There’s a moment, at the end of every cover band set at the local pub, when the energy seems to change.
A chord is played that seeps through the beer and banter and strikes something soul-deep. Bodies swivel. Glasses are raised high; mouths open in a chorus of shared exclamation. Groups become a crowd. Strangers are made suddenly familiar. We’re not going to sit in silence. We’re not going to live in fear. And we all know it.
When we saw our prime minister swaying awkwardly this week, seemingly unable to recall the words to You’re the Voice, it set off a bemused national vibration, and not just for the easy political hit. When he then flubbed the lines on radio, it became a moment – because these songs seemingly eclipse those things that separate us.
How could our leaders have missed that moment, when the world came in to build a wall between us, and we knew they wouldn’t win?
That moment when an anonymous group of people, united by nothing more than shared knowledge of a string of words, surge together to sing a lyric as loud as they can, transcends differences. Where you grew up and how. Who you vote for. What you support and why. How you plan on moving forward.
When that piano starts, we all know we left our heart with the sappers round Khe Sanh. We know, just by the strum of a guitar, if you’ll throw your arms around me or if we have to run to paradise.
Minds slip back to car trips, the sound of muffled hooks snaking from under older siblings’ doors, to first-drink experiences, bonfires, salty summers, or school pick-ups where the radio dial seemed cemented to the golden oldies.
Did we ever really learn the words? Or did we open our mouths one day and they appeared, part of the indelible experience of sharing Australia?
Will we ever see these faces again? For that moment – wedged between sweaty armpits, jostled and jerked, the crowd moving without any semblance of rhythm, instead shaken by a careless joy – none of it matters.
It’s a long way to the top and it’s harder than it looks, but for that moment, it doesn’t matter. Not politics, heartache, yesterdays or tomorrows. Not the spilt beer on your new clothes, the squashed toe, the rent, the missed assignment or job hunt.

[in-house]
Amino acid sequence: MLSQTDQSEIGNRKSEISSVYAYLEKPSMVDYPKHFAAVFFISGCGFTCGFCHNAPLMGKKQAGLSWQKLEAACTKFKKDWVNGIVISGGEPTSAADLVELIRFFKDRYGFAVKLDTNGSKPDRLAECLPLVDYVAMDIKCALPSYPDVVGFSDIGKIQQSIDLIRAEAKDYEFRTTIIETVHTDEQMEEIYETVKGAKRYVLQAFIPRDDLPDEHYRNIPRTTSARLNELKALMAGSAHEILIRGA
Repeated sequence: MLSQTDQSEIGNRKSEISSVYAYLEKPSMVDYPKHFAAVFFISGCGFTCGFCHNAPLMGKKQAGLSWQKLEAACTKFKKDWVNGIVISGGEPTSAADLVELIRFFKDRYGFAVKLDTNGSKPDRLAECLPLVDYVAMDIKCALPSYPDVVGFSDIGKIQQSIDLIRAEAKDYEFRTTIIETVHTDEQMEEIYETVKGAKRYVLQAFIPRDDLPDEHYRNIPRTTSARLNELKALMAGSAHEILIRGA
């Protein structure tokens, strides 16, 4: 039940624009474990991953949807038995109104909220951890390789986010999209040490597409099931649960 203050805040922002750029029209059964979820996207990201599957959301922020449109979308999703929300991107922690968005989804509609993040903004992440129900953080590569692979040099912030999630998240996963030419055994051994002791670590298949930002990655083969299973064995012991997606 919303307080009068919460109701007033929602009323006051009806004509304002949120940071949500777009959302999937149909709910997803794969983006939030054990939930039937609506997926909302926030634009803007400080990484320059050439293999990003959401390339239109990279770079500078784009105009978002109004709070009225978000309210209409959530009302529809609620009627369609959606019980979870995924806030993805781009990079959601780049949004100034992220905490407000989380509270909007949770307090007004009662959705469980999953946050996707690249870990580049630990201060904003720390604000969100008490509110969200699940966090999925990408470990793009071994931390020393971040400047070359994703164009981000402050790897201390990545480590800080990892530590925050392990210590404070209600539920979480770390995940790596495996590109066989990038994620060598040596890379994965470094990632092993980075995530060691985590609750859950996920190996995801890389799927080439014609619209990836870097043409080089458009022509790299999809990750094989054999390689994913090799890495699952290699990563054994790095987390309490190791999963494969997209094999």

In those moments, short and sparse as they are, we are glorious.
The pub anthem, that elusive Aussie rock song that transcends generations and socioeconomic divides, geographical distances and ideologies, can’t be forced.
That’s just the way it’s going to be, little darling. Why a dozen or so songs, released over the past four or so decades, managed to seep into the national consciousness is a conversation in itself.
How do we sleep while our beds are burning? What’s your scene? When we’re overseas, it’s a flute melody, telling us about a land down under. But when we’re at home, when the boys are in town, you can walk to her door, and she might tell you that you don’t make her feel like she’s a woman anymore.
And you’ll know exactly what it means.
Why these songs crossed boundaries has never mattered. They did. They unite us in strained vocal cords and missed lyrics and knowing smiles when the last plane out of Sydney line gets there.
They’ve become part of the patchwork of the national experience, the familiar in the unknown, something to unify the usually divided. It’s why seeing a leader flub something that seems so intrinsically obvious to so many can seem so jarring.
These songs aren’t universal. They’re just ours. We don’t know every line, but the ones we do take us places.
We’ll never agree on a perfect top 10, but we’ll share a smile over at least the same six. In those moments, sharing sweat and song with strangers, there’s no change, there’s no pace. Everything is in its place.
And it’s with all of us.